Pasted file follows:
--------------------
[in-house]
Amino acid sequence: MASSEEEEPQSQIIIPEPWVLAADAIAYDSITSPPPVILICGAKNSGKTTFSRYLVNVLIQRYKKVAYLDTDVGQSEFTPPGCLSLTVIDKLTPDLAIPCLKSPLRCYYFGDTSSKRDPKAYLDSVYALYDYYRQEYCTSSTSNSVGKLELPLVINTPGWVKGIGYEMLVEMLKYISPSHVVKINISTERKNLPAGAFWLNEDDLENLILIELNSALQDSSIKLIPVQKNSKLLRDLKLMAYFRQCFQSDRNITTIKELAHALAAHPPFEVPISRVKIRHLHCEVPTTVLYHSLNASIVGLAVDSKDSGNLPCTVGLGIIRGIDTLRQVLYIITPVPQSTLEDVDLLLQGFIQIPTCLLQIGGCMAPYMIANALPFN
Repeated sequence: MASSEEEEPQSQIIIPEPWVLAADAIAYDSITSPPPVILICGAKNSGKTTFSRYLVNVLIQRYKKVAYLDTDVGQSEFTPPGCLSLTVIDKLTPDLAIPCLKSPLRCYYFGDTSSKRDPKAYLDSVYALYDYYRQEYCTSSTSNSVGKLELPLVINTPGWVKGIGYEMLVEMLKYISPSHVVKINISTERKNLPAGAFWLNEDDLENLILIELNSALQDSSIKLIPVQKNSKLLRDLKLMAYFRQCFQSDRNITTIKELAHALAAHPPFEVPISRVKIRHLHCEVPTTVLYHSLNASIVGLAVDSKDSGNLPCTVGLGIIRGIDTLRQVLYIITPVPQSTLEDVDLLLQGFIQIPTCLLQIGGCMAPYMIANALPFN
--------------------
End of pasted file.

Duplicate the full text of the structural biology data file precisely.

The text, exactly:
[in-house]
Amino acid sequence: MASSEEEEPQSQIIIPEPWVLAADAIAYDSITSPPPVILICGAKNSGKTTFSRYLVNVLIQRYKKVAYLDTDVGQSEFTPPGCLSLTVIDKLTPDLAIPCLKSPLRCYYFGDTSSKRDPKAYLDSVYALYDYYRQEYCTSSTSNSVGKLELPLVINTPGWVKGIGYEMLVEMLKYISPSHVVKINISTERKNLPAGAFWLNEDDLENLILIELNSALQDSSIKLIPVQKNSKLLRDLKLMAYFRQCFQSDRNITTIKELAHALAAHPPFEVPISRVKIRHLHCEVPTTVLYHSLNASIVGLAVDSKDSGNLPCTVGLGIIRGIDTLRQVLYIITPVPQSTLEDVDLLLQGFIQIPTCLLQIGGCMAPYMIANALPFN
Repeated sequence: MASSEEEEPQSQIIIPEPWVLAADAIAYDSITSPPPVILICGAKNSGKTTFSRYLVNVLIQRYKKVAYLDTDVGQSEFTPPGCLSLTVIDKLTPDLAIPCLKSPLRCYYFGDTSSKRDPKAYLDSVYALYDYYRQEYCTSSTSNSVGKLELPLVINTPGWVKGIGYEMLVEMLKYISPSHVVKINISTERKNLPAGAFWLNEDDLENLILIELNSALQDSSIKLIPVQKNSKLLRDLKLMAYFRQCFQSDRNITTIKELAHALAAHPPFEVPISRVKIRHLHCEVPTTVLYHSLNASIVGLAVDSKDSGNLPCTVGLGIIRGIDTLRQVLYIITPVPQSTLEDVDLLLQGFIQIPTCLLQIGGCMAPYMIANALPFN